Clin Gastroenterol Hepatol. 2023 Sep;21(10S):S1-S10. doi: 10.1016/j.cgh.2023.04.034.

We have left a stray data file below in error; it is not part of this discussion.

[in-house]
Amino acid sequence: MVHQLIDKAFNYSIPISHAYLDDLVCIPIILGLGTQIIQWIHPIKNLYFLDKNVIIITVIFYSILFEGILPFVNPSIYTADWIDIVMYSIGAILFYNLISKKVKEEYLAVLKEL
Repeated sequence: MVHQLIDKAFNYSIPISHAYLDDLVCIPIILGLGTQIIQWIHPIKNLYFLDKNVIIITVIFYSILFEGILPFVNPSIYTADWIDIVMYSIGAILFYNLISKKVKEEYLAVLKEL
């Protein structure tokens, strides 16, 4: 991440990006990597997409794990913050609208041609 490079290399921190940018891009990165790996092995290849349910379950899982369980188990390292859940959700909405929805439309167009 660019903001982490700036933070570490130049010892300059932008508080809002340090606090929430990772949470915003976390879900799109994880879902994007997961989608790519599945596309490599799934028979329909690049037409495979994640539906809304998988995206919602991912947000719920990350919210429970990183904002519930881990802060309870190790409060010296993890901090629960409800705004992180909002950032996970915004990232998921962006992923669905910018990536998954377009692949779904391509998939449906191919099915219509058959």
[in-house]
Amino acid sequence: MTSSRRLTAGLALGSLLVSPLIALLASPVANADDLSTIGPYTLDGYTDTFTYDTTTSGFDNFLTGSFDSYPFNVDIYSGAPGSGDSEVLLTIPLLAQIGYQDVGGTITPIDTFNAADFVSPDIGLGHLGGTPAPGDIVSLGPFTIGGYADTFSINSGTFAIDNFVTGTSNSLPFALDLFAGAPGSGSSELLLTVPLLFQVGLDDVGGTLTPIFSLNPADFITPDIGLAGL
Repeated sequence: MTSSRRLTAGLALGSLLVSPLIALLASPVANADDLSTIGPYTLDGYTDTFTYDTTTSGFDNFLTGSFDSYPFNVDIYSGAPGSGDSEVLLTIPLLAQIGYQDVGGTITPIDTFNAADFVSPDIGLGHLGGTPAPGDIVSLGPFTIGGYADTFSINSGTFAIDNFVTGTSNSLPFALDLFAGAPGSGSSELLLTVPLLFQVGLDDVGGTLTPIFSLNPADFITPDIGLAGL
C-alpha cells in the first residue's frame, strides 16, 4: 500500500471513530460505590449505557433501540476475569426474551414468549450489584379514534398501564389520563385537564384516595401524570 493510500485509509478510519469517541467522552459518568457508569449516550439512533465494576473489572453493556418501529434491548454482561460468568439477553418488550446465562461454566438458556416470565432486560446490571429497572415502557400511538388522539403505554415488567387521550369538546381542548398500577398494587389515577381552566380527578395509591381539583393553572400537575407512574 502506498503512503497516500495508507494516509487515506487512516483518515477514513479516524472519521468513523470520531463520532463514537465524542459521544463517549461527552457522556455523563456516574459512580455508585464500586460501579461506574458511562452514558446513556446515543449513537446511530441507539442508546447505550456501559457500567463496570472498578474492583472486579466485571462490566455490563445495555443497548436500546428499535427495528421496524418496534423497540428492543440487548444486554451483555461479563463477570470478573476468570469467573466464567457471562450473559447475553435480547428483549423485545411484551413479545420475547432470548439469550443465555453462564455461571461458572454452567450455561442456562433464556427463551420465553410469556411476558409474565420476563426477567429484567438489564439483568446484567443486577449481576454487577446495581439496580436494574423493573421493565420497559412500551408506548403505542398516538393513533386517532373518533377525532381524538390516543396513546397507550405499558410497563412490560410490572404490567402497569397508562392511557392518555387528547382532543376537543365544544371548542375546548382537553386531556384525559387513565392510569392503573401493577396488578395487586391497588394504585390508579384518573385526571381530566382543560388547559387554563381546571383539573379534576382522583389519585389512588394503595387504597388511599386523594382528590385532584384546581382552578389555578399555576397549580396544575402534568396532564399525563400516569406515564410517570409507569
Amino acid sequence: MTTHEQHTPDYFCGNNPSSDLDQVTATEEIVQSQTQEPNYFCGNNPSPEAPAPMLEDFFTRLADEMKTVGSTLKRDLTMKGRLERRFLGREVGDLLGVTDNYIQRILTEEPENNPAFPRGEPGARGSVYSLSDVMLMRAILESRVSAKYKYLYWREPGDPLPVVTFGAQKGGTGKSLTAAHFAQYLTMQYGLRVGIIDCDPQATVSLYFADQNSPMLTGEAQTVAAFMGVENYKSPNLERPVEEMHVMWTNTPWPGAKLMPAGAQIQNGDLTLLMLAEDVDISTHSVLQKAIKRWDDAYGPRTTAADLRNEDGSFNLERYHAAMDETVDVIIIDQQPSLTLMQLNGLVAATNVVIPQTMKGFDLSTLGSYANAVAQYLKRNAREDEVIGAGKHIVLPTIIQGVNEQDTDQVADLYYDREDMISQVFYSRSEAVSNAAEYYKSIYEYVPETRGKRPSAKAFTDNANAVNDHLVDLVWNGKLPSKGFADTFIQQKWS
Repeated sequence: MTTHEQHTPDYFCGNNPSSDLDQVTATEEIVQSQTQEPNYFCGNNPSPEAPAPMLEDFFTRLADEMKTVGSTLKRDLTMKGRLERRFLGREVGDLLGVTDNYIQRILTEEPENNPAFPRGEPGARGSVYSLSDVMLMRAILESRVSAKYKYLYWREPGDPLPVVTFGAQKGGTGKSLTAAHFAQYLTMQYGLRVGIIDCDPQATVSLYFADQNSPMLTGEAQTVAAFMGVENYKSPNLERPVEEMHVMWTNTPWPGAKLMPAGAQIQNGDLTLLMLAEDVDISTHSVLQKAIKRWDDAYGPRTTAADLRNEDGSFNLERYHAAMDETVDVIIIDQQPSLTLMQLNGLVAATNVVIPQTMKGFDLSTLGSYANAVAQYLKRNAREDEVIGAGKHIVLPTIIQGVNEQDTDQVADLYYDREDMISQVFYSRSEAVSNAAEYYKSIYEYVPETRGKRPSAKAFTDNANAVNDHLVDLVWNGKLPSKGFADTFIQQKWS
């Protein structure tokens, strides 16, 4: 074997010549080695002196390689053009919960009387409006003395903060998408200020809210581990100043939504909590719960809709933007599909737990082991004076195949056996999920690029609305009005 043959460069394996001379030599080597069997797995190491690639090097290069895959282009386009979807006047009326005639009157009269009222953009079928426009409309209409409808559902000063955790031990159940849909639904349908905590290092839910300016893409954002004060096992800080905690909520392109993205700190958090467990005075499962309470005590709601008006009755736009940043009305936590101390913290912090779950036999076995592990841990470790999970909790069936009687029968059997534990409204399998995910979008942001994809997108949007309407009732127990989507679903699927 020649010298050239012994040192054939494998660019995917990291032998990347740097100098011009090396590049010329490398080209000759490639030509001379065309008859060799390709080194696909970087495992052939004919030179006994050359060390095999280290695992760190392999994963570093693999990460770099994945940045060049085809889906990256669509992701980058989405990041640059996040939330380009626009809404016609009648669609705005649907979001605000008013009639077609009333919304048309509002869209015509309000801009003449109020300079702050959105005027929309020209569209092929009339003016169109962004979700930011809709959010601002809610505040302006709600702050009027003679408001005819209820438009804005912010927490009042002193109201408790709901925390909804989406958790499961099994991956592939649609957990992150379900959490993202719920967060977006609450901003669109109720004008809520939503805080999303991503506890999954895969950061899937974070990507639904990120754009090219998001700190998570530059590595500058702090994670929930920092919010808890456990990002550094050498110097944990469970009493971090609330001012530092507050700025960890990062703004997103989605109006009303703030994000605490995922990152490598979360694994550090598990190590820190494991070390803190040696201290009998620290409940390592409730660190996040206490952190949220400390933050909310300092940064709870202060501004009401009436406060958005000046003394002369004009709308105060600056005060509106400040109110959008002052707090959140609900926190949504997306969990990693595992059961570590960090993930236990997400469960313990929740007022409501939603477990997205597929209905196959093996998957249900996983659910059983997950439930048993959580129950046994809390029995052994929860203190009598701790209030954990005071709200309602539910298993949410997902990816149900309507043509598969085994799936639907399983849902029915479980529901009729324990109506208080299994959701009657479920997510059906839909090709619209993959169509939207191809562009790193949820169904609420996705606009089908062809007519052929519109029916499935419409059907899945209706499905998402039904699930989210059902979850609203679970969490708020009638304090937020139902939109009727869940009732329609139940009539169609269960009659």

Hepatorenal syndrome is a complication of liver cirrhosis with ascites that results from the complex interplay of many pathogenetic mechanisms. Advanced cirrhosis is characterized by the development of hemodynamic changes of splanchnic and systemic arterial vasodilatation, with paradoxical renal vasoconstriction and renal hypoperfusion. Cirrhosis is also an inflammatory state. The inflammatory cascade is initiated by a portal hypertension-induced increased translocation of bacteria, bacterial products, and endotoxins from the gut to the splanchnic and then to the systemic circulation. The inflammation, whether sterile or related to infection, is responsible for renal microcirculatory dysfunction, microthrombi formation, renal tubular oxidative stress, and tubular damage. Of course, many of the bacterial products also have vasodilatory properties, potentially exaggerating the state of vasodilatation and worsening the hemodynamic instability in these patients. The presence of cardiac dysfunction, related to cirrhotic cardiomyopathy, with its associated systolic incompetence, can aggravate the mismatch between the circulatory capacitance and the circulation volume, worsening the extent of the effective arterial underfilling, with lower renal perfusion pressure, contributing to renal hypoperfusion and increasing the risk for development of acute kidney injury. The presence of tense ascites can exert an intra-abdominal compartmental syndrome effect on the renal circulation, causing renal congestion and hampering glomerular filtration. Other contributing factors to renal dysfunction include the tubular damaging effects of cholestasis and adrenal dysfunction. Future developments include the use of metabolomics to identify metabolic pathways that can lead to the development of renal dysfunction, with the potential of identifying biomarkers for early diagnosis of renal dysfunction and the development of treatment strategies.